42. Collins, M.D.; Jones, D. Distribution of isoprenoid quinone structural types in bacteria and their taxonomic implication. Microbiol. Rev. 1981, 45, 316–354. [Google Scholar] [PubMed]
  43. Zhang, H.; Xu, X.; Chen, X.; Yuan, F.; Sun, B.; Xu, Y.; Yang, J.; Sun, D. Complete genome sequence of the cellulose-producing strain Komagataeibacter nataicola RZS01. Sci. Rep. 2017, 7, 4431. [Google Scholar] [CrossRef] [PubMed]
  44. Antolak, H.; Czyzowska, A.; Sakač, M.; Mišan, A.; Đuragić, O.; Kregiel, D. Phenolic compounds contained in little-known wild fruits as antiadhesive agents against the beverage-spoiling bacteria Asaia spp. Molecules 2017, 22, 1256. [Google Scholar] [CrossRef] [PubMed]
  45. Zhang, B.; Chen, J.; Jiang, Q.; Wang, X.; Lu, Y.; Gong, L.; Chen, D. Simultaneous determination of three active components in rat plasma by UPLC-MS/MS: Application to pharmacokinetic study after oral administration of Herba Sarcandrae extract. Biomed. Chromatogr. 2017, 31, e3834. [Google Scholar] [CrossRef] [PubMed]
  46. Rivera, S.M.; Christou, P.; Canela-Garayoa, R. Identification of carotenoids using mass spectrometry. Mass Spectrom. Rev. 2014, 33, 353–372. [Google Scholar] [CrossRef] [PubMed]
  47. Gutarowska, B.; Celikkol-Aydin, S.; Bonifay, V.; Otlewska, A.; Aydin, E.; Oldham, A.L.; Brauer, I.; Duncan, K.E.; Adamiak, J.; Sunner, J.A.; et al. Metabolomic and high-throughput sequencing analysis—Modern approach for the assessment of biodeterioration of materials from historic buildings. Front. Microbiol. 2015, 6, 979. [Google Scholar] [CrossRef] [PubMed]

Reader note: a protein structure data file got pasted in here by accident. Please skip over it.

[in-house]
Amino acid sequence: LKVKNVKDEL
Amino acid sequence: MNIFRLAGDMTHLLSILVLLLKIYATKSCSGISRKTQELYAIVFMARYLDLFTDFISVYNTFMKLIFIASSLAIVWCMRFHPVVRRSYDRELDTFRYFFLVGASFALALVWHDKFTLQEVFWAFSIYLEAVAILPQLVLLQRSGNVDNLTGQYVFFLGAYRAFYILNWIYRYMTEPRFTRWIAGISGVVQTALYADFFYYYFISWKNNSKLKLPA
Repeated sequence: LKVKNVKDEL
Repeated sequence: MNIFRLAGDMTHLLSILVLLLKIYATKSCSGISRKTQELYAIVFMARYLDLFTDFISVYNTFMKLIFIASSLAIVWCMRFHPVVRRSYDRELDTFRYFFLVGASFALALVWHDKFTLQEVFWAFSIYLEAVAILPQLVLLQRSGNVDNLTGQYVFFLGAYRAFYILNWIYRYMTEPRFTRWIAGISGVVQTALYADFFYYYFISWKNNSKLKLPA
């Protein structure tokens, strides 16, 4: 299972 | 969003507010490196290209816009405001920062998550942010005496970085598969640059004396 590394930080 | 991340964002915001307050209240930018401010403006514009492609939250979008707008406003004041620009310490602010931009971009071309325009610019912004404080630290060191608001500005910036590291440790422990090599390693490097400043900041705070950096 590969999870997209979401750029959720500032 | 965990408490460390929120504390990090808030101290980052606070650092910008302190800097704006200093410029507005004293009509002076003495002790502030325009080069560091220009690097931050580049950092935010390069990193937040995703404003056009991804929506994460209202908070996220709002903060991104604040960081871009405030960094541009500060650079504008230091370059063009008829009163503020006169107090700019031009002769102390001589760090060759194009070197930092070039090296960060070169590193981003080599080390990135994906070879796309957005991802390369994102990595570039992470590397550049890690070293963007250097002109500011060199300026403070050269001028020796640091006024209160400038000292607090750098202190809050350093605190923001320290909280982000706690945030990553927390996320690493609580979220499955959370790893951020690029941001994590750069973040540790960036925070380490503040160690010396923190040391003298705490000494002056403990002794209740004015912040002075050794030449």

48. KEGG Mapper. Available online: http://www.genome.jp/kegg/mapper.html (accessed on 21 August 2017).
  • Sample Availability: Strains of Asaia lannensis and Asaia bogorensis are available from the authors. Samples of the compounds are not available from the authors.
Figure 1. Mass spectra obtained using UHPLC-DAD-ESI-MS. (A) zeaxanthin; (B) neoxanthin; (C) phytofluene; (D) neurosporene; (E) α-carotene; (F) canthaxanthin; (G) synechoxanthin; (H) myxoxanthophyll; (I) astaxanthin; and (J) menaquinone-7.
Figure 1. Mass spectra obtained using UHPLC-DAD-ESI-MS. (A) zeaxanthin; (B) neoxanthin; (C) phytofluene; (D) neurosporene; (E) α-carotene; (F) canthaxanthin; (G) synechoxanthin; (H) myxoxanthophyll; (I) astaxanthin; and (J) menaquinone-7.
Molecules 22 01608 g001